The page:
The original IN SEARCH OF… was a very popular series on TV from 1977 to 1982. Rod Serling was the host for a brief time before his passing. Leonard Nimoy became the face of the show and the one we remember best. His smooth delivery of lines, voice inflections and easy-going personality helped garner huge ratings. Add to that the show’s content which covered popular subjects that were listed in the opening sequence by Nimoy in his best Spock voice: “Lost civilizations, extraterrestrials, myths and monsters, missing persons, magic and witchcraft, unexplained phenomena.”
Leonard Nimoy was such an iconic part of the original series. I’m thinking the upcoming History Channel reboot needs him as much as the original did. The problem is that he passed away a while ago. So, I thought maybe the History Channel could figure out a way to bring him back? Maybe use a Spiritualist Medium or find a kid who says, “I see dead people.” Or, try some digital re-creation and voice mixing. Then, it dawned on me… All they need is a clone of Nimoy and one is readily available!
Zachary Quinto played a young Spock in the Star Trek movie reboot, and played him again in two more Trek films. Quinto is a talented actor and, even with the original Spock standing right next to him, delivered the character in an almost supernatural way. That performance forever linked him with Nimoy and I am guessing that’s why he was chosen to host the new IN SEARCH OF…
Quinto is also the Executive Producer. He offered this statement about the reboot: “I am so excited to be re-imagining ‘In Search Of’ and exploring new questions and phenomena with all of the advancements in science and technology from which we have benefitted in the past forty years since the original series first aired. In the spirit of my late dear friend Leonard Nimoy, we intend to honor and perpetuate his endless curiosity about the world – and universe – in which we live. Our director Eddie Schmidt and our partners at Propagate, Universal Television Alternative Studio and FremantleMedia International have ignited the process with enthusiasm and intelligence, and History is the perfect home for this unique and compelling series.”
He is not Nimoy and doesn’t try to be. Yet, it’s difficult to look at Zachary Quinto as anyone else in the hosting role of the reboot. There’s the slight resemblance without the Spock makeup, but there’s more. Zachary Quinto provides the same understated, positive delivery as Leonard Nimoy did while he was the host of the original show. The reboot also gives Quinto the chance to shine because it is not just a reboot, but an experiment.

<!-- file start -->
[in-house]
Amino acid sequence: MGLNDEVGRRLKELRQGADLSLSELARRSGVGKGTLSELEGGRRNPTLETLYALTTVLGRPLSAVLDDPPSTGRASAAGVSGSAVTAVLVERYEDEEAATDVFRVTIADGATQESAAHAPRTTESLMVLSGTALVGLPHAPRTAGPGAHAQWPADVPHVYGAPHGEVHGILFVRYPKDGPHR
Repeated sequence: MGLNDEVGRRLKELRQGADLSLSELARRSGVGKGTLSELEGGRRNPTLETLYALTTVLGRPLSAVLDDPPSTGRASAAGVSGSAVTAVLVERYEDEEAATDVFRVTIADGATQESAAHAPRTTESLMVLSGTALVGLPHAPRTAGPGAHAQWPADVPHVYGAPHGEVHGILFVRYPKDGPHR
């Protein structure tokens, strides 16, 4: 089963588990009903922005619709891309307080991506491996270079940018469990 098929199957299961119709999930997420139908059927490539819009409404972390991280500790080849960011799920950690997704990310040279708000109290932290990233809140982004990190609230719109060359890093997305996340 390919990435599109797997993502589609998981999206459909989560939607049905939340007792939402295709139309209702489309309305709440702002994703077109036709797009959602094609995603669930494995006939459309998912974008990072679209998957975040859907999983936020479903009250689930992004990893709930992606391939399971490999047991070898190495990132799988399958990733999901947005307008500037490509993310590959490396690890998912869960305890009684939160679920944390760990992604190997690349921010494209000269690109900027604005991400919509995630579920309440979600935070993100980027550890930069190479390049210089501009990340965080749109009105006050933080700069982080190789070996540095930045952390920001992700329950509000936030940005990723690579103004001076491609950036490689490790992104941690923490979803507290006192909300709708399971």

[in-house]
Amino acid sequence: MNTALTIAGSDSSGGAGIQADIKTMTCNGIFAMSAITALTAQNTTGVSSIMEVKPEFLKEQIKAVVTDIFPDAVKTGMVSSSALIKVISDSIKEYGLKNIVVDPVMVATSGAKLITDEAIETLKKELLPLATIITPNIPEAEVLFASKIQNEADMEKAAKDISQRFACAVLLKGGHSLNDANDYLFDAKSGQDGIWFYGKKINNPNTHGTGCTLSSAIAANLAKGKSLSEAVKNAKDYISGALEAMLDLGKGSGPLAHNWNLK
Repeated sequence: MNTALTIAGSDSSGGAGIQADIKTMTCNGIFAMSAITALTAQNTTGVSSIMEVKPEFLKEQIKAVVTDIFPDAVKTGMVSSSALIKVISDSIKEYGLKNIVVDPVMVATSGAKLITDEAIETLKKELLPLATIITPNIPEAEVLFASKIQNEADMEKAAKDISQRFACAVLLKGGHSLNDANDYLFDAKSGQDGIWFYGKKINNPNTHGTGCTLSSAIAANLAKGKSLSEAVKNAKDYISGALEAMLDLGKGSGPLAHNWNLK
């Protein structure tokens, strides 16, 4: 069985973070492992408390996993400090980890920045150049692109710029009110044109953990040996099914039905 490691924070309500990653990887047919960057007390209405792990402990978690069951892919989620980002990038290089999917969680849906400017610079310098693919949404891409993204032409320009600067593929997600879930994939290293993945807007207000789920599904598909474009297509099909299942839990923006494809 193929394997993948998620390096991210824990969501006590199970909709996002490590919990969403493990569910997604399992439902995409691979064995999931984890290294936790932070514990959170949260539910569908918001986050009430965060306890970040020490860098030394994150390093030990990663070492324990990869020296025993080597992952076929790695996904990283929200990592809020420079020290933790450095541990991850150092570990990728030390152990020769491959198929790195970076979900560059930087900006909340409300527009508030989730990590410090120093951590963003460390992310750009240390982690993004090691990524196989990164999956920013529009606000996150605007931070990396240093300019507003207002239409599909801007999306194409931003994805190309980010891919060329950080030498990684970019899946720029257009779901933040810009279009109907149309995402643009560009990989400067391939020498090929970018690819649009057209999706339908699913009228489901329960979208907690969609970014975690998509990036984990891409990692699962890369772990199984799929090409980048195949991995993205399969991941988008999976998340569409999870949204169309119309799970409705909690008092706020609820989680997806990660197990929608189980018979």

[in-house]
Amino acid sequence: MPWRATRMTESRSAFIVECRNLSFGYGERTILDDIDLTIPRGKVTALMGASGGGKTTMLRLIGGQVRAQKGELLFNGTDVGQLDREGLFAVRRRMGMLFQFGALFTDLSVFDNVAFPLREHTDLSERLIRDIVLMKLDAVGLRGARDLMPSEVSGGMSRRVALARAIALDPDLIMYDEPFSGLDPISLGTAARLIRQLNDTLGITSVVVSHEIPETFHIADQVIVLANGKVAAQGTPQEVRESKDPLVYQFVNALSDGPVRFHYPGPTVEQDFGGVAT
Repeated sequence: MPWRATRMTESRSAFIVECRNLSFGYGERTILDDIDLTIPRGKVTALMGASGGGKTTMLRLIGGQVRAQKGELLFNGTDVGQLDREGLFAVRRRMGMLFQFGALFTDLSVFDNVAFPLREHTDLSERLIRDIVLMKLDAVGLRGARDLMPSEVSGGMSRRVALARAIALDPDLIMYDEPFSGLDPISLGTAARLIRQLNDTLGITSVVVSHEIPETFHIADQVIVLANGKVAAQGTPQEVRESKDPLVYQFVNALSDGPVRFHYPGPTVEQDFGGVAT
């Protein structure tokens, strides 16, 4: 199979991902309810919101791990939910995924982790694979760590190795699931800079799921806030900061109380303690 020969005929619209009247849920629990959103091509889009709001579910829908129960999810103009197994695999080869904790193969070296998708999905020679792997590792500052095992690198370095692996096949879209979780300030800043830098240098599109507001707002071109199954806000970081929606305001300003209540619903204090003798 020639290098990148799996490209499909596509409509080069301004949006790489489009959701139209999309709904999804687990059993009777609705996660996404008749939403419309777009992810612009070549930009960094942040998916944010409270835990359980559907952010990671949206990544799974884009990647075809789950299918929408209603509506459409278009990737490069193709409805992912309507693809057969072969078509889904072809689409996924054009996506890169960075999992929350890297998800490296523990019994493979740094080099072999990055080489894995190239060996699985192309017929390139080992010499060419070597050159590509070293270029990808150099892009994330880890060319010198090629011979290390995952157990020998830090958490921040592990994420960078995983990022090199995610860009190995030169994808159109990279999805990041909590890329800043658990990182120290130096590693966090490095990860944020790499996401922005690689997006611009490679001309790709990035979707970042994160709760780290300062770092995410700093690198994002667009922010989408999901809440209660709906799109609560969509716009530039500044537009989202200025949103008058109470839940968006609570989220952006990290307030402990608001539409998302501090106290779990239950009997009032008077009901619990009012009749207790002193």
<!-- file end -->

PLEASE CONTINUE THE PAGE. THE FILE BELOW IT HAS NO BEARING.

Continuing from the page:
The show is listed as an “unscripted television” program. As Spock might say, “lf one assumes that the host will be reading from some sort of prepared material to introduce various segments of each show, I fail to see how it would be unscripted.” And if Bones were to answer him, he might say, “For once I have to agree with that green blooded, inhuman computer.” Spock might thank him for the compliment, but I also wonder what “unscripted” means in this case.
I hope and believe that we will see something new and unique. A reality-investigative-documentary-style program that better suits today’s viewers. The original IN SEARCH OF… might have run another five years if had not tried to do the Seventies in the Eighties. It retained the iconic, but very dated 1970s theme with outdated synthesizer music from the late 1960s.
The original show aired in reruns on cable a while back and garnered good ratings. However, it was not a program that would attract viewers under fifty. I loved the original for its content, but watching those episodes was like watching the AIRPORT films from the 1970s with that bad camera work, over the top characters and silent film star Gloria Swanson squeezed into her last film role before changing planes for the trip to Heaven. The shows just gave off that Seventies vibe.
The reboot has to be something new and different, but not too different. We don’t need another Gong Show reboot with Mike Meyers playing a fictional British Comedian who never was as the Host, and doing a bad impression of himself. That explains Quinto’s presence. He satisfies the nostalgia crowd, while also appealing to a younger audience. At least ten episodes are forthcoming and, hopefully, ratings on The History Channel will provide the reasons for more. The show will premiere in the fall of 2018.
The only advice I can offer to Zachary Quinto is the same advice that Bones offered to Scotty in STAR TREK IV: THE VOYAGE HOME. They were in a plastics factory trying to obtain enough materials to build a whale tank aboard their confiscated Klingon spaceship without money or anything to barter. Scotty was supposed to be a visiting expert from Scotland and was giving an over the top performance. Bones looked at Scotty and said, “Don’t lose yourself in the part!”